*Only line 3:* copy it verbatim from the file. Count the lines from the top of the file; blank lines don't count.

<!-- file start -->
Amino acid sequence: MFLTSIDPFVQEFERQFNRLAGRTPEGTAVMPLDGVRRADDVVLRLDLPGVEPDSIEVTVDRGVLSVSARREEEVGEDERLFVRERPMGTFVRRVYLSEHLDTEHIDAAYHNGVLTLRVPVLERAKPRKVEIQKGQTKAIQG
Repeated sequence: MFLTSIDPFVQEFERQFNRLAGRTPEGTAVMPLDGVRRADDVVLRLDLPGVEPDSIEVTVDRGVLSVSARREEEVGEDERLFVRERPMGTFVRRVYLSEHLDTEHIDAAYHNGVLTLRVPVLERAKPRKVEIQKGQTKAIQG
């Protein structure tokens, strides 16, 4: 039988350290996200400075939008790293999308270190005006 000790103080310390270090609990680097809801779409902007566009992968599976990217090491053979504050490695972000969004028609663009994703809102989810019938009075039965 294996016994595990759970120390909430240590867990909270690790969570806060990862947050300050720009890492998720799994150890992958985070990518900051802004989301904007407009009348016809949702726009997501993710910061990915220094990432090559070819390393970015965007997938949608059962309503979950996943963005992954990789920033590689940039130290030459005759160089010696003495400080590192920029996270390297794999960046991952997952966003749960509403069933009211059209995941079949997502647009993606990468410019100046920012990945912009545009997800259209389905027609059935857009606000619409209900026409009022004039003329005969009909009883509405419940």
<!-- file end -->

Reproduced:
């Protein structure tokens, strides 16, 4: 039988350290996200400075939008790293999308270190005006 000790103080310390270090609990680097809801779409902007566009992968599976990217090491053979504050490695972000969004028609663009994703809102989810019938009075039965 294996016994595990759970120390909430240590867990909270690790969570806060990862947050300050720009890492998720799994150890992958985070990518900051802004989301904007407009009348016809949702726009997501993710910061990915220094990432090559070819390393970015965007997938949608059962309503979950996943963005992954990789920033590689940039130290030459005759160089010696003495400080590192920029996270390297794999960046991952997952966003749960509403069933009211059209995941079949997502647009993606990468410019100046920012990945912009545009997800259209389905027609059935857009606000619409209900026409009022004039003329005969009909009883509405419940």